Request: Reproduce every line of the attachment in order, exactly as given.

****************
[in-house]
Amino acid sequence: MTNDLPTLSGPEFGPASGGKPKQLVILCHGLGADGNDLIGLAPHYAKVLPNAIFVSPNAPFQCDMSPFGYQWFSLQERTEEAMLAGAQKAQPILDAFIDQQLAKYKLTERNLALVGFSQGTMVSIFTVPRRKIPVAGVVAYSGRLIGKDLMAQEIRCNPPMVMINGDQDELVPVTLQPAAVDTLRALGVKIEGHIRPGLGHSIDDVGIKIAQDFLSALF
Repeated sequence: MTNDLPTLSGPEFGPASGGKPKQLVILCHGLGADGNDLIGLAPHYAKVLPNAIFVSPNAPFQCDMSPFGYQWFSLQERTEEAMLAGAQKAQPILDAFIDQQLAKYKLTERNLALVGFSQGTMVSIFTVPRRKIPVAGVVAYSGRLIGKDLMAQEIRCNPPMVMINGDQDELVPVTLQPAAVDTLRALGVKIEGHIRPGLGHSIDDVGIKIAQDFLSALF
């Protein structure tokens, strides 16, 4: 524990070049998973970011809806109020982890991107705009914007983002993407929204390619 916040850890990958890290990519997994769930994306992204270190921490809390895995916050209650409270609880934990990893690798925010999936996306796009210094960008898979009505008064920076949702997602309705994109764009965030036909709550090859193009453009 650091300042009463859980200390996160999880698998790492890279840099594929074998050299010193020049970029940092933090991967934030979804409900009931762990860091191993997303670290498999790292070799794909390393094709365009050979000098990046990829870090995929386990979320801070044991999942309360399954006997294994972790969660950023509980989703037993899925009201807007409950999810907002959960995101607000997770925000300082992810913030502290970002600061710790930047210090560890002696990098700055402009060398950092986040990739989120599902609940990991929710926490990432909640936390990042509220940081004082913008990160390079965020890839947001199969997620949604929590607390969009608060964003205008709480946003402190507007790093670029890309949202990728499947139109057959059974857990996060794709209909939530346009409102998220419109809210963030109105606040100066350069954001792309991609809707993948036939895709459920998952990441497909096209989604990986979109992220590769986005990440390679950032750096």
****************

[in-house]
Amino acid sequence: MTNDLPTLSGPEFGPASGGKPKQLVILCHGLGADGNDLIGLAPHYAKVLPNAIFVSPNAPFQCDMSPFGYQWFSLQERTEEAMLAGAQKAQPILDAFIDQQLAKYKLTERNLALVGFSQGTMVSIFTVPRRKIPVAGVVAYSGRLIGKDLMAQEIRCNPPMVMINGDQDELVPVTLQPAAVDTLRALGVKIEGHIRPGLGHSIDDVGIKIAQDFLSALF
Repeated sequence: MTNDLPTLSGPEFGPASGGKPKQLVILCHGLGADGNDLIGLAPHYAKVLPNAIFVSPNAPFQCDMSPFGYQWFSLQERTEEAMLAGAQKAQPILDAFIDQQLAKYKLTERNLALVGFSQGTMVSIFTVPRRKIPVAGVVAYSGRLIGKDLMAQEIRCNPPMVMINGDQDELVPVTLQPAAVDTLRALGVKIEGHIRPGLGHSIDDVGIKIAQDFLSALF
């Protein structure tokens, strides 16, 4: 524990070049998973970011809806109020982890991107705009914007983002993407929204390619 916040850890990958890290990519997994769930994306992204270190921490809390895995916050209650409270609880934990990893690798925010999936996306796009210094960008898979009505008064920076949702997602309705994109764009965030036909709550090859193009453009 650091300042009463859980200390996160999880698998790492890279840099594929074998050299010193020049970029940092933090991967934030979804409900009931762990860091191993997303670290498999790292070799794909390393094709365009050979000098990046990829870090995929386990979320801070044991999942309360399954006997294994972790969660950023509980989703037993899925009201807007409950999810907002959960995101607000997770925000300082992810913030502290970002600061710790930047210090560890002696990098700055402009060398950092986040990739989120599902609940990991929710926490990432909640936390990042509220940081004082913008990160390079965020890839947001199969997620949604929590607390969009608060964003205008709480946003402190507007790093670029890309949202990728499947139109057959059974857990996060794709209909939530346009409102998220419109809210963030109105606040100066350069954001792309991609809707993948036939895709459920998952990441497909096209989604990986979109992220590769986005990440390679950032750096």